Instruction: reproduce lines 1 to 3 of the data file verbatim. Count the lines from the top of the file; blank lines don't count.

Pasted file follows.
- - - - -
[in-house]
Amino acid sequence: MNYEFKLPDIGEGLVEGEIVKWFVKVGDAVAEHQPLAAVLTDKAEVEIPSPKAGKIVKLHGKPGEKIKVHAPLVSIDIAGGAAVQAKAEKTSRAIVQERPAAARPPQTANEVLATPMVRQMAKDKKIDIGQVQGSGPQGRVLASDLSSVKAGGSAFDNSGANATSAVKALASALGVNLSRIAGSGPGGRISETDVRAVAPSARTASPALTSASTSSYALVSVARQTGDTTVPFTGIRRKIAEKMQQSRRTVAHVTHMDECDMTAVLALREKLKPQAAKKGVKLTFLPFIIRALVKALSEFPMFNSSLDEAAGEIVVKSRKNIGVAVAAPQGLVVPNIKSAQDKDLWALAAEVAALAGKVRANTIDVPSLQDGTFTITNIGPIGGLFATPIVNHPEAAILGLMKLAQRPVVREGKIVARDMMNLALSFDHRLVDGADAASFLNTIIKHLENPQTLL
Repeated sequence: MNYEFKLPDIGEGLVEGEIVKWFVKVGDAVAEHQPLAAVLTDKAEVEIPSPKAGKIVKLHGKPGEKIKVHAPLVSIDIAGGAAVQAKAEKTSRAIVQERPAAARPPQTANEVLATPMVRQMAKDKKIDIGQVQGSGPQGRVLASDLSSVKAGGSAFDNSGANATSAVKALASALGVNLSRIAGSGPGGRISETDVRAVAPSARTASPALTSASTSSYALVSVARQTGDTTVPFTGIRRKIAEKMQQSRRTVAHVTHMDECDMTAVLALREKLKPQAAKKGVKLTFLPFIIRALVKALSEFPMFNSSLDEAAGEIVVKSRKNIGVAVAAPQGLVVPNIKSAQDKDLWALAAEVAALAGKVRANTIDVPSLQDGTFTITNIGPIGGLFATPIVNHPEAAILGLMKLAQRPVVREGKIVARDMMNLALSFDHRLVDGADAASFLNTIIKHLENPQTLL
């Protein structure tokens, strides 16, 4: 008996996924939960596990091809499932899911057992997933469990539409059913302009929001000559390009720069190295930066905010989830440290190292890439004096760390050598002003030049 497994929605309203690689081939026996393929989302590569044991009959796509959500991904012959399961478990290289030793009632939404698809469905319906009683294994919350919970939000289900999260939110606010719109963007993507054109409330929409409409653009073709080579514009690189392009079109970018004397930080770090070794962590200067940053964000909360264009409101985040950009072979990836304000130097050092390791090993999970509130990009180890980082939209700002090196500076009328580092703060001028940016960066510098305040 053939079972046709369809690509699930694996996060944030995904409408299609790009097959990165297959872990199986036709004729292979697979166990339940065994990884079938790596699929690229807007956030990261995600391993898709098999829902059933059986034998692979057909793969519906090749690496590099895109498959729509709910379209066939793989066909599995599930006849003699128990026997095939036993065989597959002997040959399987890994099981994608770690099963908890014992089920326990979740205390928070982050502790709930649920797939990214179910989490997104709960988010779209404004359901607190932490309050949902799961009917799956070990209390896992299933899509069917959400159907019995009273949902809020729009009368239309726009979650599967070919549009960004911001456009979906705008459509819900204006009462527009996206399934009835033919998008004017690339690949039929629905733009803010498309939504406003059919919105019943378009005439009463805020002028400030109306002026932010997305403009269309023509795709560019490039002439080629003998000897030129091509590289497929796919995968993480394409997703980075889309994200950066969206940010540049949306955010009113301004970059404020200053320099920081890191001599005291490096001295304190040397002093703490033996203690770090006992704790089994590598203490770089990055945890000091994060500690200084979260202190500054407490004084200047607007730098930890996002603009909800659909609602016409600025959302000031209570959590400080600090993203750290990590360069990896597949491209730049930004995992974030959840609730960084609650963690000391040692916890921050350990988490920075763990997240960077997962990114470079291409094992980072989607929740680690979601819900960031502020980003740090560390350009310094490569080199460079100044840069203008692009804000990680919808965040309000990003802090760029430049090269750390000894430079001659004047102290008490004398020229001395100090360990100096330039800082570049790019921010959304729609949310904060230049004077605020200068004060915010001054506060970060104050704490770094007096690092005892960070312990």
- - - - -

[in-house]
Amino acid sequence: MNYEFKLPDIGEGLVEGEIVKWFVKVGDAVAEHQPLAAVLTDKAEVEIPSPKAGKIVKLHGKPGEKIKVHAPLVSIDIAGGAAVQAKAEKTSRAIVQERPAAARPPQTANEVLATPMVRQMAKDKKIDIGQVQGSGPQGRVLASDLSSVKAGGSAFDNSGANATSAVKALASALGVNLSRIAGSGPGGRISETDVRAVAPSARTASPALTSASTSSYALVSVARQTGDTTVPFTGIRRKIAEKMQQSRRTVAHVTHMDECDMTAVLALREKLKPQAAKKGVKLTFLPFIIRALVKALSEFPMFNSSLDEAAGEIVVKSRKNIGVAVAAPQGLVVPNIKSAQDKDLWALAAEVAALAGKVRANTIDVPSLQDGTFTITNIGPIGGLFATPIVNHPEAAILGLMKLAQRPVVREGKIVARDMMNLALSFDHRLVDGADAASFLNTIIKHLENPQTLL
Repeated sequence: MNYEFKLPDIGEGLVEGEIVKWFVKVGDAVAEHQPLAAVLTDKAEVEIPSPKAGKIVKLHGKPGEKIKVHAPLVSIDIAGGAAVQAKAEKTSRAIVQERPAAARPPQTANEVLATPMVRQMAKDKKIDIGQVQGSGPQGRVLASDLSSVKAGGSAFDNSGANATSAVKALASALGVNLSRIAGSGPGGRISETDVRAVAPSARTASPALTSASTSSYALVSVARQTGDTTVPFTGIRRKIAEKMQQSRRTVAHVTHMDECDMTAVLALREKLKPQAAKKGVKLTFLPFIIRALVKALSEFPMFNSSLDEAAGEIVVKSRKNIGVAVAAPQGLVVPNIKSAQDKDLWALAAEVAALAGKVRANTIDVPSLQDGTFTITNIGPIGGLFATPIVNHPEAAILGLMKLAQRPVVREGKIVARDMMNLALSFDHRLVDGADAASFLNTIIKHLENPQTLL